Wash your hair with a shampoo that has a pH of 7.5 or higher and this causes the proteins to degrade more easily. This can also cause hair dye to fade faster and create a higher likelihood of hair breakage with mechanical and thermal styling tools—we’re talking everything from brushing to blow drying.
This is hair with alkaline pH
To offset these less-than-great effects of a too-high pH, formulators often load up with excessive use of conditioning agents to make the hair look and feel nice regardless of the high pH. Traditional shampoo formulas have added conditioning agents, exchanging dirt and sebum with emollients, cationics, and polymers to modify the surface properties of hair. These are used to offset the undesirable feel of cleaned hair and deposit a protective layer on the fibers. So not exactly leaving them “clean”.
The other important thing to note here is the more alkaline the pH, like the range above, the more minerals + metals that can bind to the hair, wreaking even further damage, impacting hair texture, and creating the potential for more damaging oxidative reactions (a refresher on those here).
a quick recap
Formulating a product like shampoo at a more acidic pH can help counteract this alkaline pH environment and minimize the net negative charge on hair proteins, which minimizes cuticle swelling and also reduces binding sites for dissolved metal cations.
And on the topic of fillers we mentioned earlier, while having protective agents like emollients, occlusives, cationics, and polymers on the hair fiber can minimize friction and associated styling damage, excessive product buildup can weigh hair down and prevent additional products from performing as well.
Overall, products formulated right around that sweet spot of 4.5-5.5 keep the hair + scalp at equilibrium. They also offer the best protection for the hair fiber, your color, and any potential treatments or styling products you may want to use—without blockage from fillers used to offset more alkaline pH effects.
If you like to nerd out like us, here are some of our references for even more pH deep diving.
O’Connor, S. D., Komisarek, K. L., & Baldeschwieler, J. D. (1995). Atomic Force Microscopy of Human Hair Cuticles: A Microscopic Study of Environmental Effects on Hair Morphology. Journal of Investigative Dermatology, 105(1), 96–99. https://doi.org/10.1111/1523-1747.ep12313377
Gavazzoni Dias, M. F., Pichler, J., Adriano, A., Cecato, P., & de Almeida, A. (2014). The shampoo pH can affect the hair: Myth or Reality? International Journal of Trichology, 6(3), 95. https://doi.org/10.4103/0974-7753.139078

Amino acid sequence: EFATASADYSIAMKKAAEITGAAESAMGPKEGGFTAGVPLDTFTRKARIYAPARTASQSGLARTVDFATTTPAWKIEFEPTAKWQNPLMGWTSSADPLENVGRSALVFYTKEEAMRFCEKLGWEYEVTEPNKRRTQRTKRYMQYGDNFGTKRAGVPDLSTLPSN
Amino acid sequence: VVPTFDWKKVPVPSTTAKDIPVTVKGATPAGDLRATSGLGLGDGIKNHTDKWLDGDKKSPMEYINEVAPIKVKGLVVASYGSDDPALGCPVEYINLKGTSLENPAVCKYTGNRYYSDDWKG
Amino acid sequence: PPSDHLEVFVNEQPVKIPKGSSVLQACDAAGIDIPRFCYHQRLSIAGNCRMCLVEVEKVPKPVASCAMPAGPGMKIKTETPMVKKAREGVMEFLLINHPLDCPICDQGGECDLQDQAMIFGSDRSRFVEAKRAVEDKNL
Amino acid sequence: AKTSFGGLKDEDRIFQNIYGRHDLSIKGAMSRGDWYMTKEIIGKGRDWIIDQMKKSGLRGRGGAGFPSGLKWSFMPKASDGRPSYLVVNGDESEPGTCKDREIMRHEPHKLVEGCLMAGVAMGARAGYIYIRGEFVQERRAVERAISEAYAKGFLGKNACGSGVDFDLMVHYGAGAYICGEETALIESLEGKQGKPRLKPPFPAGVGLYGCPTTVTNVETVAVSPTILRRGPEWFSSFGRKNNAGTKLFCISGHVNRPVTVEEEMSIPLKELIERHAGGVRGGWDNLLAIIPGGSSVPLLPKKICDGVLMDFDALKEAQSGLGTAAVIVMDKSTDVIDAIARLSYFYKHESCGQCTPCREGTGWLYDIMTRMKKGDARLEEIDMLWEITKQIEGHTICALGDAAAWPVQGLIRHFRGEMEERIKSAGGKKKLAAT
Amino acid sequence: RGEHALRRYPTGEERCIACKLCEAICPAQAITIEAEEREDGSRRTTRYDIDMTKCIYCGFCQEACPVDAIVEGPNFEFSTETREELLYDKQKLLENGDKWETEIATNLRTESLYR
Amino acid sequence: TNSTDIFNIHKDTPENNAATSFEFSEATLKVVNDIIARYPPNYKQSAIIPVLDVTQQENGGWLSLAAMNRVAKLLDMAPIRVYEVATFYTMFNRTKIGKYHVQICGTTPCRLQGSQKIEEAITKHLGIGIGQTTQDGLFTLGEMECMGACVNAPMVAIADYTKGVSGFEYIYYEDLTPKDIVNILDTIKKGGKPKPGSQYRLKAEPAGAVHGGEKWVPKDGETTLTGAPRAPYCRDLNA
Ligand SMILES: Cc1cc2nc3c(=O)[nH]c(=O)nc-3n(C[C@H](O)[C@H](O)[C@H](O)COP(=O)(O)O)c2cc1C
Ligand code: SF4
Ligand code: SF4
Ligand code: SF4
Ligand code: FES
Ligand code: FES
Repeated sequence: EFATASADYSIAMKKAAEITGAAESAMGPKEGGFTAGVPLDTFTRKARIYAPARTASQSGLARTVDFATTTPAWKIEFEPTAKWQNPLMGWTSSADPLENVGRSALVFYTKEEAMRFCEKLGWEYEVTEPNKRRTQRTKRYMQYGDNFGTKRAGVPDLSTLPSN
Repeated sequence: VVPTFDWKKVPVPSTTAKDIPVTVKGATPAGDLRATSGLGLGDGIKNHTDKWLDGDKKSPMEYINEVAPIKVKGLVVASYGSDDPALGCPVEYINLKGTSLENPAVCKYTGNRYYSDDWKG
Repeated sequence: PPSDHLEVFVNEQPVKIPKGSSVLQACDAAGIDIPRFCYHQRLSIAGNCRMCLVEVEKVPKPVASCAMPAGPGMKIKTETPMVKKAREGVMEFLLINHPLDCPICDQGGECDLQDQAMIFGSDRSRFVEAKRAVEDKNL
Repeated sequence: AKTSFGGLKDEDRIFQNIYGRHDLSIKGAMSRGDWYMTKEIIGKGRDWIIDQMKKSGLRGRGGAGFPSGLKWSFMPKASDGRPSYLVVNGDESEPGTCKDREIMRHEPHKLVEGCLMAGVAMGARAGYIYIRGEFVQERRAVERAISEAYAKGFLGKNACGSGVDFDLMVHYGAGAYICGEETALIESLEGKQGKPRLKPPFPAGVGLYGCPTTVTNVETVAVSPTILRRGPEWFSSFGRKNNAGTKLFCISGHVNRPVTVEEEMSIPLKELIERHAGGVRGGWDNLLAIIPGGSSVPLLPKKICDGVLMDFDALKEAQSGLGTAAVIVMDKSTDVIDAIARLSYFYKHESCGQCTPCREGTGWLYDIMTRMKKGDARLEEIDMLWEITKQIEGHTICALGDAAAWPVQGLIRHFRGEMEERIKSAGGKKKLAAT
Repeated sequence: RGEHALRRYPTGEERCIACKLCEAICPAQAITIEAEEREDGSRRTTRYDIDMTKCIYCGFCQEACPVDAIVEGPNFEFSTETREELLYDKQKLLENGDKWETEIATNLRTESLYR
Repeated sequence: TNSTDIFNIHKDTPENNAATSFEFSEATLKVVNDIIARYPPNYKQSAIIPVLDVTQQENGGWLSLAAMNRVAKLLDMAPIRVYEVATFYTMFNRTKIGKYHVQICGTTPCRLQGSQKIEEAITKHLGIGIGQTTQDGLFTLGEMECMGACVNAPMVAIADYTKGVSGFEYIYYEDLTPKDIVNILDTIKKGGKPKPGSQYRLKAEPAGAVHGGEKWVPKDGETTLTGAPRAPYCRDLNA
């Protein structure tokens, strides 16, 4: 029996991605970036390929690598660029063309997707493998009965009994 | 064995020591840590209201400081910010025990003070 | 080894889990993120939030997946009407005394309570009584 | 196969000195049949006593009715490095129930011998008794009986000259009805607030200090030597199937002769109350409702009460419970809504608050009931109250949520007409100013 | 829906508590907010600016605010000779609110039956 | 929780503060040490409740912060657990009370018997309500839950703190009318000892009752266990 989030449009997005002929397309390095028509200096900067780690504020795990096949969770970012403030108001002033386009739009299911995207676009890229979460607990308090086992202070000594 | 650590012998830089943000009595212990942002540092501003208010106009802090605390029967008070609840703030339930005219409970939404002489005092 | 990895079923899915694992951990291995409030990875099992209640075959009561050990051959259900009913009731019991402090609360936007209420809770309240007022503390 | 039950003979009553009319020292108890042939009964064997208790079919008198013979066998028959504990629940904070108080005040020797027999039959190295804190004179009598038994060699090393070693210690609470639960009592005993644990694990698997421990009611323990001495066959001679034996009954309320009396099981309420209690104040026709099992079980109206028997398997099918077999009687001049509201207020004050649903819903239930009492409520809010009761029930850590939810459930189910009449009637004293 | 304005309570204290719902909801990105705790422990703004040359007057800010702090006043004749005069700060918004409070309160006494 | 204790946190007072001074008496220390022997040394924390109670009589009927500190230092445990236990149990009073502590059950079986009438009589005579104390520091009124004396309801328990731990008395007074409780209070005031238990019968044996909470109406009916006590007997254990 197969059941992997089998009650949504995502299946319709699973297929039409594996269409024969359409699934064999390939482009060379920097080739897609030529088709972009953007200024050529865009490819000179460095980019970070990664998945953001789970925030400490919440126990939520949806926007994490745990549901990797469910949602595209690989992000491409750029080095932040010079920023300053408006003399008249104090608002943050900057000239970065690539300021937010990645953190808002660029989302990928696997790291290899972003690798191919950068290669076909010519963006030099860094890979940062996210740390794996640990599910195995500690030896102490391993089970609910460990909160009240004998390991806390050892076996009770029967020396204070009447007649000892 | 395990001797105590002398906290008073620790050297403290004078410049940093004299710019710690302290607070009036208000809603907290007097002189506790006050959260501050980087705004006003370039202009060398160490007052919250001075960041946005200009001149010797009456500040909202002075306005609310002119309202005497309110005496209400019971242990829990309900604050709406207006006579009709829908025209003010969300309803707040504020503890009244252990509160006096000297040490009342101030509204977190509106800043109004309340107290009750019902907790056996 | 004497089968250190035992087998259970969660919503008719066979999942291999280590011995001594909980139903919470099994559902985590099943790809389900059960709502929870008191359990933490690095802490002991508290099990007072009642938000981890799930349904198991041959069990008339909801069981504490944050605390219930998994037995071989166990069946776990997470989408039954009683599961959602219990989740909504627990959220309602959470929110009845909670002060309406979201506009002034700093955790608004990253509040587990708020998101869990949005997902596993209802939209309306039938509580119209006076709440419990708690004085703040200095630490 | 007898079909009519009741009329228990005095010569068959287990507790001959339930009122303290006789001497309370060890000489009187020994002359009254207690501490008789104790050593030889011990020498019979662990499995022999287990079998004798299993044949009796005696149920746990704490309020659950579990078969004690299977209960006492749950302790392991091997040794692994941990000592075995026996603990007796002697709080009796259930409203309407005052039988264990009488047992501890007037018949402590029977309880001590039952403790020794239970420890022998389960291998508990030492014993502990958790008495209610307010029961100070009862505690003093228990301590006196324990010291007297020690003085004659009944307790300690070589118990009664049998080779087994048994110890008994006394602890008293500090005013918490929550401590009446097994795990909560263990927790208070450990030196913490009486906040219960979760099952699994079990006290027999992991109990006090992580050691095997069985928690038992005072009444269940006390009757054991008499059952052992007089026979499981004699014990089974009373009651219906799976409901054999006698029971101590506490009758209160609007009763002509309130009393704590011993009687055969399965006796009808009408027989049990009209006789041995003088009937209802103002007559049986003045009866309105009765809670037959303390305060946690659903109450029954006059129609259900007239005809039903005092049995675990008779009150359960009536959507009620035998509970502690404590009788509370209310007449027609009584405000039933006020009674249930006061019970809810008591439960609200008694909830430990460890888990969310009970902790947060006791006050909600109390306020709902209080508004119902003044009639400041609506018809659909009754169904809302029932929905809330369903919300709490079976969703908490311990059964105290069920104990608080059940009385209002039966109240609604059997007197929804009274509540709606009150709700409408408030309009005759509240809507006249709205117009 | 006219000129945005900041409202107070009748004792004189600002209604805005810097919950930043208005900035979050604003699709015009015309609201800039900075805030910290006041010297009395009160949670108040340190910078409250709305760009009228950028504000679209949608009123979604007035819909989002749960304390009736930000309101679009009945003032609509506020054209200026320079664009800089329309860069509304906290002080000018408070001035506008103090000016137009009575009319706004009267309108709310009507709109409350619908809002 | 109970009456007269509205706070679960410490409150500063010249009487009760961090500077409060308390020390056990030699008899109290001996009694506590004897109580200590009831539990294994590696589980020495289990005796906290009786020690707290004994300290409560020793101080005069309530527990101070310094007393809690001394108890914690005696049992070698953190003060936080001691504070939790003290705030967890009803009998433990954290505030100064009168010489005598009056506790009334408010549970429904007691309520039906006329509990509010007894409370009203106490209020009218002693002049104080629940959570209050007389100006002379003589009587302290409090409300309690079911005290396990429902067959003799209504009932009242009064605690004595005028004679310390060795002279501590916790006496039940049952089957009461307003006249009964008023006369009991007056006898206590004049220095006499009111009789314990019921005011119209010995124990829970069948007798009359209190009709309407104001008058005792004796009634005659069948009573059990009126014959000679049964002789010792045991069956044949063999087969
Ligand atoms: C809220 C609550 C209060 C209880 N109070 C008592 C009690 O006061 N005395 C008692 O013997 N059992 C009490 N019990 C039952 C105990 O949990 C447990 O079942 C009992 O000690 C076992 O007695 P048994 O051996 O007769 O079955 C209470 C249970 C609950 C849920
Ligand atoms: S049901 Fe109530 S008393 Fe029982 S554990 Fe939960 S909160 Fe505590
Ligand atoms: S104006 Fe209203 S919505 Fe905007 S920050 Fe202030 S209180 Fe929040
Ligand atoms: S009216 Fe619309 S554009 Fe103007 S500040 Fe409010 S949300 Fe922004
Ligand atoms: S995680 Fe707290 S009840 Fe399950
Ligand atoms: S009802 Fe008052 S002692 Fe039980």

Robbins, C. R. (2016). Chemical and Physical Behavior of Human Hair. Springer.
Rathi, S., & D′Souza, P. (2015). Shampoo and conditioners: What a dermatologist should know? Indian Journal of Dermatology, 60(3), 248. https://doi.org/10.4103/0019-5154.156355
Malinauskyte, E., Cornwell, P. A., Reay, L., Shaw, N., & Petkov, J. (2020). Effect of equilibrium pH on the structure and properties of bleach‐damaged human hair fibers. Biopolymers, 111(11). https://doi.org/10.1002/bip.23401
Zhou, Y., Foltis, L., Moore, D. J., & Rigoletto, R. (2010). Protection of oxidative hair color fading from shampoo washing by hydrophobically modified cationic polymers. International Journal of Cosmetic Science, 32(2), 158–159. https://doi.org/10.1111/j.1468-2494.2010.00534_12.x
Ali, S., & Yosipovitch, G. (2013). Skin pH: From Basic Science to Basic Skin Care. Acta Dermato Venereologica, 93(3), 261–267. https://doi.org/10.2340/00015555-1531
WHO Guidelines for Drinking Water Quality: pH in Drinking Water https://www.who.int/water_sanitation_health/dwq/chemicals/ph_revised_2007_clean_version.pdf
Noble, R. E. (1999). Uptake of calcium and magnesium by human scalp hair from waters of different geographic locations. Science of The Total Environment, 239(1–3), 189–193. https://doi.org/10.1016/s0048-9697(99)00325-3
Drinking Water Supply & Quality Report, NYC 2021 https://www1.nyc.gov/site/dep/about/drinking-water-supply-quality-report.page